So how do you lead in a way that encourages this growth and multiplication?

1. Have a big vision! 

Your vision needs to be specific, but it also needs to be big enough for people to see that you can’t fulfil it. If your MC is managing to accomplish its vision with just you leading and keeping everything ticking over, then there isn’t really a big enough stretch for others to see the gaps and desire to step up or think about how they could get involved in helping. The best MC’s I have been part of or led have had a vision to reach a whole community or area, not just the people already in it!

2. Treat everyone like a leader

Everyone is called to lead someone, even if right now it’s just themselves or 1 other person. The more you treat people like leaders, the more they will start to feel like that and gradually want to operate like one at some level. Affirm their leadership in other places too, like families or businesses, and help them think about how they can keep bringing these skills in to other areas of community life. Generally I have found its best to communicate this in general terms at gatherings as well as bringing it in to 1-1 conversations with people in the MC wherever possible.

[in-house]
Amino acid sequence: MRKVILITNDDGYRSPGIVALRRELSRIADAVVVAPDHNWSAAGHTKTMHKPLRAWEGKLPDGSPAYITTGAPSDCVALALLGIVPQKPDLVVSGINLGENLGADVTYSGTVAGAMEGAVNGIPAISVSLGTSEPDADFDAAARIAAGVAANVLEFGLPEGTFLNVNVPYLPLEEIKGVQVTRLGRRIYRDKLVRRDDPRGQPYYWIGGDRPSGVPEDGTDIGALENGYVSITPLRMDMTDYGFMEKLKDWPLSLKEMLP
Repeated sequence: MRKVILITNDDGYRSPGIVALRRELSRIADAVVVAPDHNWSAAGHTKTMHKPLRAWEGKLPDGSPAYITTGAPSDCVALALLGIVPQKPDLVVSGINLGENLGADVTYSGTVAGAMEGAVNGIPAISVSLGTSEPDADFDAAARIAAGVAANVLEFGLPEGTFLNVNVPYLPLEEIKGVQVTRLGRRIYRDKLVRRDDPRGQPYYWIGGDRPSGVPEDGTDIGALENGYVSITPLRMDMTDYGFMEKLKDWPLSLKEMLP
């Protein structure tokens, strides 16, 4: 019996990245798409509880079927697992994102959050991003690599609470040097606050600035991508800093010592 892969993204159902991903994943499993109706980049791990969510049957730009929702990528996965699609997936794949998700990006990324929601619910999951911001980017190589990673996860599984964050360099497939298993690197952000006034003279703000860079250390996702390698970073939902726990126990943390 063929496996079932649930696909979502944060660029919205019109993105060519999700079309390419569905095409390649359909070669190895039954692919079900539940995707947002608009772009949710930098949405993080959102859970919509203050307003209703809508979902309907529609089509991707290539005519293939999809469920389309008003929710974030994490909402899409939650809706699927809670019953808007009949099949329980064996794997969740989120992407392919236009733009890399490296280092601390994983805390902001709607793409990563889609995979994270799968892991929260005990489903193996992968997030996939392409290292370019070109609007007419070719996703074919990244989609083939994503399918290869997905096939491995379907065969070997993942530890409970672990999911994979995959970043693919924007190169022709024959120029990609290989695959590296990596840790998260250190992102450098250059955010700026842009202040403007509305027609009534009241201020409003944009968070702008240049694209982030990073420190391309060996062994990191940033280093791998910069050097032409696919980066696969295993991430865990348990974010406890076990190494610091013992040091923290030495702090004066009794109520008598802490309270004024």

3. Keep finding ways to delegate responsibility

In each part of the life of your MC – gatherings, food, messaging, mission, prayer, pastoral care, calendars, rotas – whatever it is, think about who could be sharing responsibility with you or taking it on for you. That doesn’t mean you sit back and watch(!), it means your role becomes working with everyone to grow their participation, responsibility and ownership of the life of the community. That’s how the best families work isn’t it?

In the last community I led, I challenged myself to think of someone each week who could start/learn to take on each part of the gathering. Over time, I was able to just turn up and watch on some weeks.

4. Commit to helping people